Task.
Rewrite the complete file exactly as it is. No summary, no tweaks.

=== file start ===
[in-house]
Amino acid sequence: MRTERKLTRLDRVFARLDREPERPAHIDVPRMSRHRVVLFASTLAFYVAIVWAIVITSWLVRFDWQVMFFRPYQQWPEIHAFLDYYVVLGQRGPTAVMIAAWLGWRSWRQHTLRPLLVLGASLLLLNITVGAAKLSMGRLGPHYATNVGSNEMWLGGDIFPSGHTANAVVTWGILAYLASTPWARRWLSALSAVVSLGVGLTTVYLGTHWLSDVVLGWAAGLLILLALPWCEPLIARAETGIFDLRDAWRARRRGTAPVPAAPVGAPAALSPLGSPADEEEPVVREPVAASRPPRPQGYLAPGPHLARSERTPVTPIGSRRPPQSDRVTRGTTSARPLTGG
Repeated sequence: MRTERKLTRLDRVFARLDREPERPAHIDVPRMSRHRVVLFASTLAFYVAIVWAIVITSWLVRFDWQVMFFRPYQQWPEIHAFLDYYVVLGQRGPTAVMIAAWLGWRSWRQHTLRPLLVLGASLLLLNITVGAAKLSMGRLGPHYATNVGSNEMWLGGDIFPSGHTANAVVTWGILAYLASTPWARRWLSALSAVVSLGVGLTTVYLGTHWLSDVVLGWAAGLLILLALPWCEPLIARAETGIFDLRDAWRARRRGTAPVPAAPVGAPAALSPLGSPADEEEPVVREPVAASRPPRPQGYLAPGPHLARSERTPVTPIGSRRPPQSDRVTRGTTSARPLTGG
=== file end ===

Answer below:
[in-house]
Amino acid sequence: MRTERKLTRLDRVFARLDREPERPAHIDVPRMSRHRVVLFASTLAFYVAIVWAIVITSWLVRFDWQVMFFRPYQQWPEIHAFLDYYVVLGQRGPTAVMIAAWLGWRSWRQHTLRPLLVLGASLLLLNITVGAAKLSMGRLGPHYATNVGSNEMWLGGDIFPSGHTANAVVTWGILAYLASTPWARRWLSALSAVVSLGVGLTTVYLGTHWLSDVVLGWAAGLLILLALPWCEPLIARAETGIFDLRDAWRARRRGTAPVPAAPVGAPAALSPLGSPADEEEPVVREPVAASRPPRPQGYLAPGPHLARSERTPVTPIGSRRPPQSDRVTRGTTSARPLTGG
Repeated sequence: MRTERKLTRLDRVFARLDREPERPAHIDVPRMSRHRVVLFASTLAFYVAIVWAIVITSWLVRFDWQVMFFRPYQQWPEIHAFLDYYVVLGQRGPTAVMIAAWLGWRSWRQHTLRPLLVLGASLLLLNITVGAAKLSMGRLGPHYATNVGSNEMWLGGDIFPSGHTANAVVTWGILAYLASTPWARRWLSALSAVVSLGVGLTTVYLGTHWLSDVVLGWAAGLLILLALPWCEPLIARAETGIFDLRDAWRARRRGTAPVPAAPVGAPAALSPLGSPADEEEPVVREPVAASRPPRPQGYLAPGPHLARSERTPVTPIGSRRPPQSDRVTRGTTSARPLTGG